Fifteen years ago this month, on a Friday night, the Gophers football team blew a Big Ten game that seemed destined for the win column with an excruciating fourth-quarter meltdown.

Mention Michigan 2003 and long-suffering Gophers fans will break into a nervous sweat while cursing the defense’s inability to cover a screen pass.

So forgive fans still haunted by that implosion for feeling a sense of dread as they witnessed something similar unfold again. Give the Gophers a big lead on a Friday night and what could possibly go wrong, eh?

Michigan Redux?

Almost.

The Gophers walked to the edge of that cliff before scripting a different ending in a game that pivoted from rout to nail-biter in a flash.

Ultimately, the Gophers escaped a Gopher-esque collapse with a 38-31 win over Indiana before a waterlogged crowd that likely was the smallest in TCF Bank Stadium history in terms of actual attendance.

Freshman quarterback Tanner Morgan saved his team’s bacon with a 67-yard touchdown strike to fellow freshman Rashod Bateman with 1 minute, 34 seconds left for the winning score.

The Gophers led 31-9 entering the fourth quarter and looked in total control until they started playing giveaway with the football. One fumble, then another, then an interception.

Suddenly, it felt like 2003 all over again as Indiana pounced on their mistakes by scoring touchdowns.

The circumstances obviously were different this time because Indiana certainly isn’t Michigan, and the 2003 Gophers were a Top 20 team with ambition. But in terms of fourth-quarter calamity, we’d seen this movie before.

“What a game,” P.J. Fleck said.

Once he exhales, Fleck faces an interesting dilemma at quarterback. Which freshman does he choose if both are healthy: Morgan or Zack Annexstad?

My vote: Stick with the hot hand.

Morgan stated his case in his first career start in relief of an injured Annexstad with a performance that included a lot of positives and one costly mistake.

Morgan passed for 302 yards and three touchdowns and one fourth-quarter interception. He played nearly flawless in the first half by completing 12 of 14 passes for 203 yards and two touchdowns to Tyler Johnson. His two incompletions were on target, but one was a pass breakup and the other was a drop by his receiver.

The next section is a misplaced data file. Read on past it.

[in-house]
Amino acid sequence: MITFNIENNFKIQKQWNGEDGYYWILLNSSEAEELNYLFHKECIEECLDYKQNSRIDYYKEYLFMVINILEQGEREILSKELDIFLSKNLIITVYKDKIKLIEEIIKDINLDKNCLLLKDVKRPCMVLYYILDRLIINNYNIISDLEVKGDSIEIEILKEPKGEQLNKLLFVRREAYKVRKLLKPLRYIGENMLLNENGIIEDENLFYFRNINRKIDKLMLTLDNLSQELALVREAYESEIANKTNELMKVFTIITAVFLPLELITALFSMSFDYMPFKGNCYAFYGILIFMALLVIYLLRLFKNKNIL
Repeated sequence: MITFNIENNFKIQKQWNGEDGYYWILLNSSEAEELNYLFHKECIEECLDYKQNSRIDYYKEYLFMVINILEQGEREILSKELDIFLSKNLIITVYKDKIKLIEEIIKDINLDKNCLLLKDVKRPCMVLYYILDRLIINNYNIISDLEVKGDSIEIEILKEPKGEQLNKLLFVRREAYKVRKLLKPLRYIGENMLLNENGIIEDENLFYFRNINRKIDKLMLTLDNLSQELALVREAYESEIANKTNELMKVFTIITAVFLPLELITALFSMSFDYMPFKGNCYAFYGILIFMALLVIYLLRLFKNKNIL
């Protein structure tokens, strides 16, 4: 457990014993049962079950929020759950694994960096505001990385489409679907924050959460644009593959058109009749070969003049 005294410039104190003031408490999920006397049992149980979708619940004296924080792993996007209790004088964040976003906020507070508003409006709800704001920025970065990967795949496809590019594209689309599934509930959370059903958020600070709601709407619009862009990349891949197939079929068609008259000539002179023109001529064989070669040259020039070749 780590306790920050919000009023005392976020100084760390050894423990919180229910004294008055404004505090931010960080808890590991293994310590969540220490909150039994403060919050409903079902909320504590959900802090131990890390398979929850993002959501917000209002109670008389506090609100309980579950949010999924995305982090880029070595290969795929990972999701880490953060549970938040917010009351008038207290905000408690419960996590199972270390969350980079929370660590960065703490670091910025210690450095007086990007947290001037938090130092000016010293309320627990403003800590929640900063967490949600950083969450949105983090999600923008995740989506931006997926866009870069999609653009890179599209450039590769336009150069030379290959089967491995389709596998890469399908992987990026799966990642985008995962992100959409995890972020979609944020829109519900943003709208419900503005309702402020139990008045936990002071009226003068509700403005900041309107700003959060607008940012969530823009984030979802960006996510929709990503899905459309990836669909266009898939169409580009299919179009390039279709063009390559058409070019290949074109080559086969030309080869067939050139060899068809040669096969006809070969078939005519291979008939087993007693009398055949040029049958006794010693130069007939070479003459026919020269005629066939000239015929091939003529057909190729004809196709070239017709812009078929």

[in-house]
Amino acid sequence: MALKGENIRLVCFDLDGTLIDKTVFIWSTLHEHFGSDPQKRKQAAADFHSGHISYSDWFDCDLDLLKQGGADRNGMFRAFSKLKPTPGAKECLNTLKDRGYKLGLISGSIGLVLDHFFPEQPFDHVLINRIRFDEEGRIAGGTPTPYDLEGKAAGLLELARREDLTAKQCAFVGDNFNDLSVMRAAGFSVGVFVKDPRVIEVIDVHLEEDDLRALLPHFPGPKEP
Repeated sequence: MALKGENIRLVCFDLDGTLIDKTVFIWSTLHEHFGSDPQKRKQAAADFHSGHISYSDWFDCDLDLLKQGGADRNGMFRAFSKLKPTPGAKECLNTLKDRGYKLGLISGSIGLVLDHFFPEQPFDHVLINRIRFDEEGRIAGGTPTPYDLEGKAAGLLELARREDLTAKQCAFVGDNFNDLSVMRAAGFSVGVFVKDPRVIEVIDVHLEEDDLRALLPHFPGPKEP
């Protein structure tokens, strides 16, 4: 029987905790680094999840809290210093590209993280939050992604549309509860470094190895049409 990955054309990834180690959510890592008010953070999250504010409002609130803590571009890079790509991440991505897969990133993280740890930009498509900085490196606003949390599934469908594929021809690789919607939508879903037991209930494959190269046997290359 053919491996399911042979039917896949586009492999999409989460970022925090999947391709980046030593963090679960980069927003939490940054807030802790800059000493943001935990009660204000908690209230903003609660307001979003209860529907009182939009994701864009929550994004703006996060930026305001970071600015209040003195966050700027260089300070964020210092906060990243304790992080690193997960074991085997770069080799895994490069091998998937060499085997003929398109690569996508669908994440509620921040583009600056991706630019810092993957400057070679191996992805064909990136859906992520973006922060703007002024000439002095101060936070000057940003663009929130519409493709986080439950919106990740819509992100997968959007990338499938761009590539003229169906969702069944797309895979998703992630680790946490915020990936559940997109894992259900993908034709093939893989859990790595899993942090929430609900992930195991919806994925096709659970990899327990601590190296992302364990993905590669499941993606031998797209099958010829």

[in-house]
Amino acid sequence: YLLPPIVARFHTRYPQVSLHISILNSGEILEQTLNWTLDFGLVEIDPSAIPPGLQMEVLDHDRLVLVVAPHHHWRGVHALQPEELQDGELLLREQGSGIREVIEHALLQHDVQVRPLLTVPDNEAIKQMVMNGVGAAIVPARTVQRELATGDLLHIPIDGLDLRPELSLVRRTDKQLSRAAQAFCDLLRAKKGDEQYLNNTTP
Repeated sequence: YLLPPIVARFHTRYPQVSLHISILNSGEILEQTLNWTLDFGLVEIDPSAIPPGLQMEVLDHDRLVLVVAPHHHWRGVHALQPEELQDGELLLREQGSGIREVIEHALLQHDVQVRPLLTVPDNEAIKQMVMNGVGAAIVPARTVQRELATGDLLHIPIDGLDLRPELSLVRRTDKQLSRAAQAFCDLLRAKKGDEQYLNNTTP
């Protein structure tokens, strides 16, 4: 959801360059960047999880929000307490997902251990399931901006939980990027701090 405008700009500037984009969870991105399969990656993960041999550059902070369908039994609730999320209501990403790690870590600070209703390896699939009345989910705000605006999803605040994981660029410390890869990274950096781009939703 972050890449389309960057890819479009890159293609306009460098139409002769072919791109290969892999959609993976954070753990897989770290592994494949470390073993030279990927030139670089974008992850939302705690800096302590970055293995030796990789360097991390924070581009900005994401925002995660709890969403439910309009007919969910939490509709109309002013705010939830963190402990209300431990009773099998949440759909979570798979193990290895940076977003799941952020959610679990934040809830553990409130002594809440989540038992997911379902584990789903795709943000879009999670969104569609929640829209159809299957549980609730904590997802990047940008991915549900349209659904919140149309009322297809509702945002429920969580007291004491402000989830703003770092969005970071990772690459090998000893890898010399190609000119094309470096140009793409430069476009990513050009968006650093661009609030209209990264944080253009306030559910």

Morgan engineered a 99-yard touchdown drive in the first half and threw a beauty for the game-winner.

Yes, his outing came against a bad Indiana defense. But the Gophers don’t have to apologize for someone else’s ineptitude.

Morgan took over in the second half last week at Nebraska after Annexstad suffered an abdominal injury and passed for 214 yards. He gives the offense a different dimension with his mobility.

Fleck didn’t update Annexstad’s condition or give a timetable for his return, but his decision seems obvious, right? It would be difficult to send Morgan back to the bench based on how he’s played in relief.

“We’ll evaluate everything,” Fleck said. “I’m really proud of his performance. Zack played really well in a lot of areas [before being injured]. A big thing too is Zack is not healthy. They’re both capable of playing football here. Both are capable of running our offense at a high level. Both of them have proven that.”

Neither is a finished products by any means, but their upside as passers gives the Gophers something to build on, however the rest of the season unfolds.

Annexstad struggled with his touch on deep passes, but he was mostly on target with passes that should be completed. Morgan likewise looks accurate on intermediate passes.

A reliable receiving corps makes a world of difference, too. The Gophers now have four legitimate Big Ten receivers. Johnson is a star, and the freshman trio of Bateman, Chris Autman-Bell and Demetrius Douglas gives them depth.

The Gophers needed all of them to avoid a collapse that would have been hard to stomach. The outcome felt like a case of déjà vu until Morgan lofted a perfect pass deep down the field.

chip.scoggins@startribune.com